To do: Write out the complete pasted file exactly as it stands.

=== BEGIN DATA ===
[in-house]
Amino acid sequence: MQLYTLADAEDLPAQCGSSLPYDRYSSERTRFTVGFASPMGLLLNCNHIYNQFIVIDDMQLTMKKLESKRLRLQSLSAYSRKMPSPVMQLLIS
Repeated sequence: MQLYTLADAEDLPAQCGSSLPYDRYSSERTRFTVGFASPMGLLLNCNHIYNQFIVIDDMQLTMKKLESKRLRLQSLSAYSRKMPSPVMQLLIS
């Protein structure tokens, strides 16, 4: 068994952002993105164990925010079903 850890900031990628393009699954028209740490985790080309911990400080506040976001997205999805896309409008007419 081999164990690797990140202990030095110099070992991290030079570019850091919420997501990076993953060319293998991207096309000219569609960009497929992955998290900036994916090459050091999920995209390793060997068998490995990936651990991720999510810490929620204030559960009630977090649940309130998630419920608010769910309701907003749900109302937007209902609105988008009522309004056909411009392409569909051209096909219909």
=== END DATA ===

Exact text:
[in-house]
Amino acid sequence: MQLYTLADAEDLPAQCGSSLPYDRYSSERTRFTVGFASPMGLLLNCNHIYNQFIVIDDMQLTMKKLESKRLRLQSLSAYSRKMPSPVMQLLIS
Repeated sequence: MQLYTLADAEDLPAQCGSSLPYDRYSSERTRFTVGFASPMGLLLNCNHIYNQFIVIDDMQLTMKKLESKRLRLQSLSAYSRKMPSPVMQLLIS
């Protein structure tokens, strides 16, 4: 068994952002993105164990925010079903 850890900031990628393009699954028209740490985790080309911990400080506040976001997205999805896309409008007419 081999164990690797990140202990030095110099070992991290030079570019850091919420997501990076993953060319293998991207096309000219569609960009497929992955998290900036994916090459050091999920995209390793060997068998490995990936651990991720999510810490929620204030559960009630977090649940309130998630419920608010769910309701907003749900109302937007209902609105988008009522309004056909411009392409569909051209096909219909």